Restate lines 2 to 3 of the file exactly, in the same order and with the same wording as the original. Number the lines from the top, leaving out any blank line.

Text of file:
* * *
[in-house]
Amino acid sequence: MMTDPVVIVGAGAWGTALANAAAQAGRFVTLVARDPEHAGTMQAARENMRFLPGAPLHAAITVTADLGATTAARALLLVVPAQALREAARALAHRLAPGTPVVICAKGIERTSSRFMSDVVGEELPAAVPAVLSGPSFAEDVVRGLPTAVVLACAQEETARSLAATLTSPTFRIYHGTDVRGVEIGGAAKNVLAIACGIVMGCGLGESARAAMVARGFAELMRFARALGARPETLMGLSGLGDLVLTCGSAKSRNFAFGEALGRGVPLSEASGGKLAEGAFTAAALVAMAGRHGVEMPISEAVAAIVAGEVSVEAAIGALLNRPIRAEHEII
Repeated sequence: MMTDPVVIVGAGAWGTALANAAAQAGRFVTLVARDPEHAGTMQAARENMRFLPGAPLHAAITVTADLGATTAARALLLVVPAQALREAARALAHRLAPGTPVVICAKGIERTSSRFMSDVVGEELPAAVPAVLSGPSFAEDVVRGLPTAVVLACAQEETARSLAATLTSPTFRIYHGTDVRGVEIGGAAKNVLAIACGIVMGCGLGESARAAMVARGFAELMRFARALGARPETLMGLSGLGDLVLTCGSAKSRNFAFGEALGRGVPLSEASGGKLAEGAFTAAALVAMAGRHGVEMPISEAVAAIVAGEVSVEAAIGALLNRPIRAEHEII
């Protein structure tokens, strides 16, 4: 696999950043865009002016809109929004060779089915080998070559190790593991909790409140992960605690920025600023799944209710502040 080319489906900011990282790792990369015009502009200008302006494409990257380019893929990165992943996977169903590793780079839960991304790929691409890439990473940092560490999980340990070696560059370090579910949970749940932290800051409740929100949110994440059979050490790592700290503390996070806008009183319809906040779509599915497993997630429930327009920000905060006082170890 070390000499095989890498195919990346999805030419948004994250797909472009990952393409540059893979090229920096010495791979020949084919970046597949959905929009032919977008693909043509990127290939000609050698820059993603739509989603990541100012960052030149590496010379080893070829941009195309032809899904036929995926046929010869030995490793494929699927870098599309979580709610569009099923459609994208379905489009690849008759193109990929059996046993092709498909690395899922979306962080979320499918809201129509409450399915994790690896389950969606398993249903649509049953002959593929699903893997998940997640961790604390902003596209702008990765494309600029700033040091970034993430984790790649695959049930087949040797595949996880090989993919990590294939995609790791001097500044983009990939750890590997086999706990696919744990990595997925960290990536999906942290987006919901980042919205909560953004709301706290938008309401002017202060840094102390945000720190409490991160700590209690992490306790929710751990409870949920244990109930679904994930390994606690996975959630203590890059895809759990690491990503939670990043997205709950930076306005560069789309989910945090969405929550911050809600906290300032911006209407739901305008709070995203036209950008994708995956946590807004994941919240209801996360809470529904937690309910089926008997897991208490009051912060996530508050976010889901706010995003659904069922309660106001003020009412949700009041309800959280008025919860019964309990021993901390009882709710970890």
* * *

Amino acid sequence: MMTDPVVIVGAGAWGTALANAAAQAGRFVTLVARDPEHAGTMQAARENMRFLPGAPLHAAITVTADLGATTAARALLLVVPAQALREAARALAHRLAPGTPVVICAKGIERTSSRFMSDVVGEELPAAVPAVLSGPSFAEDVVRGLPTAVVLACAQEETARSLAATLTSPTFRIYHGTDVRGVEIGGAAKNVLAIACGIVMGCGLGESARAAMVARGFAELMRFARALGARPETLMGLSGLGDLVLTCGSAKSRNFAFGEALGRGVPLSEASGGKLAEGAFTAAALVAMAGRHGVEMPISEAVAAIVAGEVSVEAAIGALLNRPIRAEHEII
Repeated sequence: MMTDPVVIVGAGAWGTALANAAAQAGRFVTLVARDPEHAGTMQAARENMRFLPGAPLHAAITVTADLGATTAARALLLVVPAQALREAARALAHRLAPGTPVVICAKGIERTSSRFMSDVVGEELPAAVPAVLSGPSFAEDVVRGLPTAVVLACAQEETARSLAATLTSPTFRIYHGTDVRGVEIGGAAKNVLAIACGIVMGCGLGESARAAMVARGFAELMRFARALGARPETLMGLSGLGDLVLTCGSAKSRNFAFGEALGRGVPLSEASGGKLAEGAFTAAALVAMAGRHGVEMPISEAVAAIVAGEVSVEAAIGALLNRPIRAEHEII